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In brief: General Motors on Thursday announced plans to become carbon neutral across its products and operations by 2040. Moreover, the largest US automaker said it aspires to eliminate tailpipe emissions from new light-duty vehicles five years sooner, by 2035.
To realize the latter goal, GM said it will need to work to build out the necessary charging infrastructure and to promote consumer acceptance. The automaker plans to invest $27 billion in electric and autonomous vehicle tech over the next five years, money that’ll be used to help develop its Ultium battery technology and update facilities in Michigan and Tennessee to build EVs.
GM set a target date of 2030 for its US facilities to be running on 100 percent renewable energy, and 2035 for global sites.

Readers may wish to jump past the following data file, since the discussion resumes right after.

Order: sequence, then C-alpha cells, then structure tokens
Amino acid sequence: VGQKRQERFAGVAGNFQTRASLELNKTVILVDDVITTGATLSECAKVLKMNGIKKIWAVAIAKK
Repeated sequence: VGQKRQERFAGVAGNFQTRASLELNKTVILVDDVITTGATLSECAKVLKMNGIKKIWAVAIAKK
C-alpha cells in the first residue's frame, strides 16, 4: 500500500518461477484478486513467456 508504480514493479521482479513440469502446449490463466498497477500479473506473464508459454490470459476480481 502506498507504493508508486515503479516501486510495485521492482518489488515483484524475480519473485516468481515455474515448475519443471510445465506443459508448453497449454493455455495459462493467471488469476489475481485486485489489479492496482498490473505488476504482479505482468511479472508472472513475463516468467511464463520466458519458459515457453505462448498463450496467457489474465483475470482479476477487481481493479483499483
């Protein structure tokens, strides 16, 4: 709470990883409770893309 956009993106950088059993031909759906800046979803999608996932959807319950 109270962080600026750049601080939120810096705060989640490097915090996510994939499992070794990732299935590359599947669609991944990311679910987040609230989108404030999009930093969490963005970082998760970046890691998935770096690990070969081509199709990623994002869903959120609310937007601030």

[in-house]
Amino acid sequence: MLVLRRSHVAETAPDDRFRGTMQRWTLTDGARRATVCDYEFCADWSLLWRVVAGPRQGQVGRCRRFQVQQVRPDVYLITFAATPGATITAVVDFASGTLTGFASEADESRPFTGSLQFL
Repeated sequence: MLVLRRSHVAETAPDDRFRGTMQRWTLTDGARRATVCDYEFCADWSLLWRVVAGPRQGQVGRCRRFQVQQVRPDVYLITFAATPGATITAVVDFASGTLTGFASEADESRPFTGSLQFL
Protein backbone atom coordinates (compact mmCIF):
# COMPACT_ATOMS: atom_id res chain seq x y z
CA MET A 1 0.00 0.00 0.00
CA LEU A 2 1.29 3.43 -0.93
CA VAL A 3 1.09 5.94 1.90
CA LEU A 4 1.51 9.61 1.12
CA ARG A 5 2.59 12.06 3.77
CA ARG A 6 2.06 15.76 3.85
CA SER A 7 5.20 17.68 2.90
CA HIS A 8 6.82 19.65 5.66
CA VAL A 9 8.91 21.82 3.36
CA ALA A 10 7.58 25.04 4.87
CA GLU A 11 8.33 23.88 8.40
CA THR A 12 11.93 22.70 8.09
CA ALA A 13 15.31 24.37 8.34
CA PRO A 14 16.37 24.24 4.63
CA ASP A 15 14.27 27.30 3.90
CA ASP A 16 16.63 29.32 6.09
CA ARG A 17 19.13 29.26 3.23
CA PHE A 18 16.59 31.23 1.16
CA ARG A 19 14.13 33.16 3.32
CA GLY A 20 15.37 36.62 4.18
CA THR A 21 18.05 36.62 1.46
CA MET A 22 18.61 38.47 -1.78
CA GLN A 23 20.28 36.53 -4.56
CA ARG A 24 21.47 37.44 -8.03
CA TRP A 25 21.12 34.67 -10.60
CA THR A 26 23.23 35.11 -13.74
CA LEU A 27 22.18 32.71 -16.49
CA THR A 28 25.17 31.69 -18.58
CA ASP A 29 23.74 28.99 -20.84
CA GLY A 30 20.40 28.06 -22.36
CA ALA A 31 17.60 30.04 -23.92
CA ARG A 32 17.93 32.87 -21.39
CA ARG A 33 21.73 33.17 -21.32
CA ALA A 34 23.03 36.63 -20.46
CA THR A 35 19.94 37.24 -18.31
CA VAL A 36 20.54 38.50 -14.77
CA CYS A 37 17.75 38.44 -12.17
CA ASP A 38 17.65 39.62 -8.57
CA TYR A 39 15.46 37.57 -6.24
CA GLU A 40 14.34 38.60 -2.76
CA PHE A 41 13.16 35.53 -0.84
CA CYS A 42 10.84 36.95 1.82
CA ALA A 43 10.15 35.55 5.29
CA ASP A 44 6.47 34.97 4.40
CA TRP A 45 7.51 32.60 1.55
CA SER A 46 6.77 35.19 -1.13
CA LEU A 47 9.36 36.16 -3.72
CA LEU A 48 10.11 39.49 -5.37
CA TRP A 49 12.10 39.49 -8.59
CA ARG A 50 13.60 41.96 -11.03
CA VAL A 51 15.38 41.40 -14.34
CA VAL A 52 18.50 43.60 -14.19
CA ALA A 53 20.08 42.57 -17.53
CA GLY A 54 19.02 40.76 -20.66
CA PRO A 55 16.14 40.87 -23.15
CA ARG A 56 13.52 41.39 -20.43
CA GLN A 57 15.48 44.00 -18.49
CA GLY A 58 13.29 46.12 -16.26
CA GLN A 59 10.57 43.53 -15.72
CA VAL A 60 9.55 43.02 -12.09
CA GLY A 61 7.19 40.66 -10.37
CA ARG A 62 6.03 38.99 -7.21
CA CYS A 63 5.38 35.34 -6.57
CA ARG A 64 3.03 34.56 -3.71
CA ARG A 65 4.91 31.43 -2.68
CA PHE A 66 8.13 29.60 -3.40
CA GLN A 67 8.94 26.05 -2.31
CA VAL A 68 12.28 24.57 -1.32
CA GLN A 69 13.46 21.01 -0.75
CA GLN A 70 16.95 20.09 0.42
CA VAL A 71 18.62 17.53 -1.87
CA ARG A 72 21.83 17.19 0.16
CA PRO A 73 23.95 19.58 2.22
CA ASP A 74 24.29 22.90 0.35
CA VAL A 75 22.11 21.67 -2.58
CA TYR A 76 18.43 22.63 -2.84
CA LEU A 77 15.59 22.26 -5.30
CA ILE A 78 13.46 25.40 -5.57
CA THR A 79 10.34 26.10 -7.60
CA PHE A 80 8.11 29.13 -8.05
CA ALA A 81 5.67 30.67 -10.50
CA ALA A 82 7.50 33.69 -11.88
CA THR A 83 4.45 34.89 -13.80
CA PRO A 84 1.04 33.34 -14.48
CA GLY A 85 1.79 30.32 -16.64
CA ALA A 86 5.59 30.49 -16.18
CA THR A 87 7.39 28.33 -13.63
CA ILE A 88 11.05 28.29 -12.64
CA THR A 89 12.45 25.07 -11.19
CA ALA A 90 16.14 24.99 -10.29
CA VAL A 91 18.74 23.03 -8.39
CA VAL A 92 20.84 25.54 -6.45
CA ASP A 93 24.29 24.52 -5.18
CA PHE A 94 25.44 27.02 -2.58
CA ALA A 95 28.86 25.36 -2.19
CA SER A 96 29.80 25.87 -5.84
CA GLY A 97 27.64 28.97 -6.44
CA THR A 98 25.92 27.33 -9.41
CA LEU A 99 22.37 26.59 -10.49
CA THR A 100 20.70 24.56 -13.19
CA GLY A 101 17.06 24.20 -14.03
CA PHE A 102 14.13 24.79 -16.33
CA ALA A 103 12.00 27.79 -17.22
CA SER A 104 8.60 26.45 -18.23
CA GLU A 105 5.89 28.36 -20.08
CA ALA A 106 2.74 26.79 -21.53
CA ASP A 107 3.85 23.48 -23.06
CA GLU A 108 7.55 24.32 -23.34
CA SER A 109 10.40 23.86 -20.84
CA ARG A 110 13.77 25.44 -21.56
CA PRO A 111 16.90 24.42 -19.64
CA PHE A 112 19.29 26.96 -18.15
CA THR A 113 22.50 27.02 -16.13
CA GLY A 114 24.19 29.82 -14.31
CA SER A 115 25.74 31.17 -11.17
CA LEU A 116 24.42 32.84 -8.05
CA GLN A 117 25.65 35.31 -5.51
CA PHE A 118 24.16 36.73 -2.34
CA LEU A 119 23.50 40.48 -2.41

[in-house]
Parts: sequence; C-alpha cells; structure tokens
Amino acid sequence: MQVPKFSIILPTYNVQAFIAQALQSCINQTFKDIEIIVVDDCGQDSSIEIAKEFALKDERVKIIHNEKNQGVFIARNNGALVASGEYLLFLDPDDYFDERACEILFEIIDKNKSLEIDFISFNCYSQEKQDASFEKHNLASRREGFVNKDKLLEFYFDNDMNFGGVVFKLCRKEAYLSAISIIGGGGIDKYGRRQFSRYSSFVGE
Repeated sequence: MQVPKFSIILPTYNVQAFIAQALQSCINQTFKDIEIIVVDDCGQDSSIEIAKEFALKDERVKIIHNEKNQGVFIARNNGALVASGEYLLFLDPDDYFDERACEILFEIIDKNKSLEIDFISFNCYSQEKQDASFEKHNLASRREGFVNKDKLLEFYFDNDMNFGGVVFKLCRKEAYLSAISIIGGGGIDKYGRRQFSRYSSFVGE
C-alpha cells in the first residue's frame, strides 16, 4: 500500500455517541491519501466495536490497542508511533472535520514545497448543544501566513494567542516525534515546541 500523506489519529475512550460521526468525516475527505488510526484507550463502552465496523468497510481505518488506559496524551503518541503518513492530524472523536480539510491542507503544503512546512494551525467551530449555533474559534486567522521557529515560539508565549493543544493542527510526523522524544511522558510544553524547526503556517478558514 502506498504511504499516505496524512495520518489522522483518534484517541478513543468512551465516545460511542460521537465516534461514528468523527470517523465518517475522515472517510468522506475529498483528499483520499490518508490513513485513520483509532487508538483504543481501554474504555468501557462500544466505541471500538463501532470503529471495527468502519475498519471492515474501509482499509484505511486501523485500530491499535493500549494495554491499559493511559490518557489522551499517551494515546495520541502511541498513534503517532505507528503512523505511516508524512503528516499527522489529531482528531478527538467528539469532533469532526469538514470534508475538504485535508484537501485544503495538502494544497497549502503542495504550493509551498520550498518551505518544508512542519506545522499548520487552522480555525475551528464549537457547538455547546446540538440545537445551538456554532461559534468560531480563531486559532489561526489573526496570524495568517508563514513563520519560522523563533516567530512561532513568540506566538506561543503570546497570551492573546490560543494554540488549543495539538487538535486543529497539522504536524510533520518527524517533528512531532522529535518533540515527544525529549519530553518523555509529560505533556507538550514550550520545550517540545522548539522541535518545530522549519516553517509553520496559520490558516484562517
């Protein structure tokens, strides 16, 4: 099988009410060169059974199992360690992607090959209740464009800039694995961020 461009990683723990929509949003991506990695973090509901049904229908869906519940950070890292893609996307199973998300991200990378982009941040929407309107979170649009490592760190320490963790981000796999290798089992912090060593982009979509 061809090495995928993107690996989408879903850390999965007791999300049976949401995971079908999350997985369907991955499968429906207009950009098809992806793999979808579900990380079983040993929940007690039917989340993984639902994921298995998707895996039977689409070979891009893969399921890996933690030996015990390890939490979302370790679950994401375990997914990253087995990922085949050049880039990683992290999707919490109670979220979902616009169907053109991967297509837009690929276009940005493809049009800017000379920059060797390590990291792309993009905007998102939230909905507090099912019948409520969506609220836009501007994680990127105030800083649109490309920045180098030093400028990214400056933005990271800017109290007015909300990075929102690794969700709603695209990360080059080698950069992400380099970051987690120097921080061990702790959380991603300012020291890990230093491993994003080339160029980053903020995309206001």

(GM's modular platform and battery system, Ultium.)
Equally important is ensuring that the electricity used to charge EVs be generated from renewable sources like solar and wind, the company said.
Transitioning to zero emissions for its entire fleet is a lofty objective. According to analyst estimates cited by CNBC, electric vehicles are a niche segment of the global automotive industry that account for less than five percent of total sales.
In the meantime, GM said it will continue to improve fuel efficiency in its internal combustion vehicles through the use of smaller boosted engines, more efficient transmissions and by enhancing aerodynamics.